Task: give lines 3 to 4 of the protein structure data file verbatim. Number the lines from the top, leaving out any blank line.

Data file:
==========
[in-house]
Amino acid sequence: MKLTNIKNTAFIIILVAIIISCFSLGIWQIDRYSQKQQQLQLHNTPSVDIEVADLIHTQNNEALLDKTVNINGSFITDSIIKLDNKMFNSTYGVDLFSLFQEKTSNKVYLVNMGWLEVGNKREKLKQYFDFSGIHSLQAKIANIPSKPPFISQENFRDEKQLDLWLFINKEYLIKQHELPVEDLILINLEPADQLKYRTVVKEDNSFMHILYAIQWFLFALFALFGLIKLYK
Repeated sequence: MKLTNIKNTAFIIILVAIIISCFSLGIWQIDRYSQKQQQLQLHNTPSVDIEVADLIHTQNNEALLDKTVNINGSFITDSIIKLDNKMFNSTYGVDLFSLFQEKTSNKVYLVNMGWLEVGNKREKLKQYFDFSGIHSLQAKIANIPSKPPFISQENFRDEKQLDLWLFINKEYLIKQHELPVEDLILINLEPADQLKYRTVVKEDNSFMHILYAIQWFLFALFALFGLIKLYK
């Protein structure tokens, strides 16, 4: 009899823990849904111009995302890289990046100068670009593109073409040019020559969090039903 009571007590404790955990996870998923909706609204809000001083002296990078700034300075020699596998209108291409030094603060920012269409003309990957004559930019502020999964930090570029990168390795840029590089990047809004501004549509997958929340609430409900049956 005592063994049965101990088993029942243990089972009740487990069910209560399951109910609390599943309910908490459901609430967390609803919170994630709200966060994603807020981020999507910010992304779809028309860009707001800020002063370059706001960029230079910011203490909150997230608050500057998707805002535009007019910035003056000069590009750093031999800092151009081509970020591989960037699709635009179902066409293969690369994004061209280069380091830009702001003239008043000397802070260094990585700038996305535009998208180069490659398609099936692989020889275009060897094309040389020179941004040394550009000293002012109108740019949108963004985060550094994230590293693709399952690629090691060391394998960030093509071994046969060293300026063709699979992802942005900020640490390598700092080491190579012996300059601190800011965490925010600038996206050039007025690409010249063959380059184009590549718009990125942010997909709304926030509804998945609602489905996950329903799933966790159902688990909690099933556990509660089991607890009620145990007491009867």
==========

Repeated sequence: MKLTNIKNTAFIIILVAIIISCFSLGIWQIDRYSQKQQQLQLHNTPSVDIEVADLIHTQNNEALLDKTVNINGSFITDSIIKLDNKMFNSTYGVDLFSLFQEKTSNKVYLVNMGWLEVGNKREKLKQYFDFSGIHSLQAKIANIPSKPPFISQENFRDEKQLDLWLFINKEYLIKQHELPVEDLILINLEPADQLKYRTVVKEDNSFMHILYAIQWFLFALFALFGLIKLYK
């Protein structure tokens, strides 16, 4: 009899823990849904111009995302890289990046100068670009593109073409040019020559969090039903 009571007590404790955990996870998923909706609204809000001083002296990078700034300075020699596998209108291409030094603060920012269409003309990957004559930019502020999964930090570029990168390795840029590089990047809004501004549509997958929340609430409900049956 005592063994049965101990088993029942243990089972009740487990069910209560399951109910609390599943309910908490459901609430967390609803919170994630709200966060994603807020981020999507910010992304779809028309860009707001800020002063370059706001960029230079910011203490909150997230608050500057998707805002535009007019910035003056000069590009750093031999800092151009081509970020591989960037699709635009179902066409293969690369994004061209280069380091830009702001003239008043000397802070260094990585700038996305535009998208180069490659398609099936692989020889275009060897094309040389020179941004040394550009000293002012109108740019949108963004985060550094994230590293693709399952690629090691060391394998960030093509071994046969060293300026063709699979992802942005900020640490390598700092080491190579012996300059601190800011965490925010600038996206050039007025690409010249063959380059184009590549718009990125942010997909709304926030509804998945609602489905996950329903799933966790159902688990909690099933556990509660089991607890009620145990007491009867």